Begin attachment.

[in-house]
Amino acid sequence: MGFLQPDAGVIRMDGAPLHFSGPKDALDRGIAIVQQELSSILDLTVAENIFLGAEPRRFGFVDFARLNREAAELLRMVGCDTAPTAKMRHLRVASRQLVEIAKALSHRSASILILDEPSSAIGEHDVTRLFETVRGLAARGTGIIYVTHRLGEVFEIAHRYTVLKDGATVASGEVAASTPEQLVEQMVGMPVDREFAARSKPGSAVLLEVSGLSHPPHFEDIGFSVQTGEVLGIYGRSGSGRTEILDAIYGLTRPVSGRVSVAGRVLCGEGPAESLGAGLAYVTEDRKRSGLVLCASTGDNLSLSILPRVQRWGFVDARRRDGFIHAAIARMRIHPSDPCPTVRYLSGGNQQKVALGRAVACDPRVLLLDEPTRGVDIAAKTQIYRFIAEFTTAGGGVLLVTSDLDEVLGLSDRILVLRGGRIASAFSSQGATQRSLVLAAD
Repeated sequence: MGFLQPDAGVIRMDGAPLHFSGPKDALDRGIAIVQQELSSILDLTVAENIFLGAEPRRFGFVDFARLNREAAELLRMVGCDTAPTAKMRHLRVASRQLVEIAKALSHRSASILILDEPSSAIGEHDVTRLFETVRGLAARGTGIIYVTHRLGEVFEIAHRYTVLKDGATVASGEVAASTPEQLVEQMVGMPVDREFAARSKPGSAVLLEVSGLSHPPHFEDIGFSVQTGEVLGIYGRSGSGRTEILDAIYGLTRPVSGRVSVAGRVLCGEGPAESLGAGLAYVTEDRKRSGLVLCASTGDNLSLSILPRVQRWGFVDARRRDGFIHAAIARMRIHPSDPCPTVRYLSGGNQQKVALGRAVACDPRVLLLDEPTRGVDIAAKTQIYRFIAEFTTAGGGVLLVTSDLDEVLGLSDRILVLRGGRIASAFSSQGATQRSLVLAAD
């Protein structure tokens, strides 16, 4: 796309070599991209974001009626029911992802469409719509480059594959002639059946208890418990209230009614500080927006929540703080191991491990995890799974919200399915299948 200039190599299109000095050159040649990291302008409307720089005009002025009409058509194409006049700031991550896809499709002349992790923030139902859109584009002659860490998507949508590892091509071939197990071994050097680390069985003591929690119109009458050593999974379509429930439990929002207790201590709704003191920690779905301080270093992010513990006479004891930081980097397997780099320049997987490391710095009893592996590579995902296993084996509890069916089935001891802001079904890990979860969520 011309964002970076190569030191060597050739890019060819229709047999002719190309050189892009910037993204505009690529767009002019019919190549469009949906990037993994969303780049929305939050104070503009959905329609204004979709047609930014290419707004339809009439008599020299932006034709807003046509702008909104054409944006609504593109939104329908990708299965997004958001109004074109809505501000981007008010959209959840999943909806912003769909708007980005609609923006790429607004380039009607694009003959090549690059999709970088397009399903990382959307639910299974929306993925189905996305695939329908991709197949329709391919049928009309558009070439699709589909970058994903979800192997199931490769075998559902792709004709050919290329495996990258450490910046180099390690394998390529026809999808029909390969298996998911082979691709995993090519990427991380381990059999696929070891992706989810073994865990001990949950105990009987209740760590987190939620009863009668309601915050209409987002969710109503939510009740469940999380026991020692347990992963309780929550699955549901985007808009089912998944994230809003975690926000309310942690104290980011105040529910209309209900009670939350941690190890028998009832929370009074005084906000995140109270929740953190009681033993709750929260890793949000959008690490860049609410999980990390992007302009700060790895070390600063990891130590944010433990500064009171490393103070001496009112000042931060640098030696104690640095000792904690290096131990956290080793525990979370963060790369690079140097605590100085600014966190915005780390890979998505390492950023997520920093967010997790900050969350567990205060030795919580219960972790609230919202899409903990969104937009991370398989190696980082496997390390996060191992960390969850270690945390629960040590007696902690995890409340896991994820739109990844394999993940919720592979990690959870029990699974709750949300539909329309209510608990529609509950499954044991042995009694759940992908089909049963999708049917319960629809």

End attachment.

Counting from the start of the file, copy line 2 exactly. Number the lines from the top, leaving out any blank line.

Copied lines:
Amino acid sequence: MGFLQPDAGVIRMDGAPLHFSGPKDALDRGIAIVQQELSSILDLTVAENIFLGAEPRRFGFVDFARLNREAAELLRMVGCDTAPTAKMRHLRVASRQLVEIAKALSHRSASILILDEPSSAIGEHDVTRLFETVRGLAARGTGIIYVTHRLGEVFEIAHRYTVLKDGATVASGEVAASTPEQLVEQMVGMPVDREFAARSKPGSAVLLEVSGLSHPPHFEDIGFSVQTGEVLGIYGRSGSGRTEILDAIYGLTRPVSGRVSVAGRVLCGEGPAESLGAGLAYVTEDRKRSGLVLCASTGDNLSLSILPRVQRWGFVDARRRDGFIHAAIARMRIHPSDPCPTVRYLSGGNQQKVALGRAVACDPRVLLLDEPTRGVDIAAKTQIYRFIAEFTTAGGGVLLVTSDLDEVLGLSDRILVLRGGRIASAFSSQGATQRSLVLAAD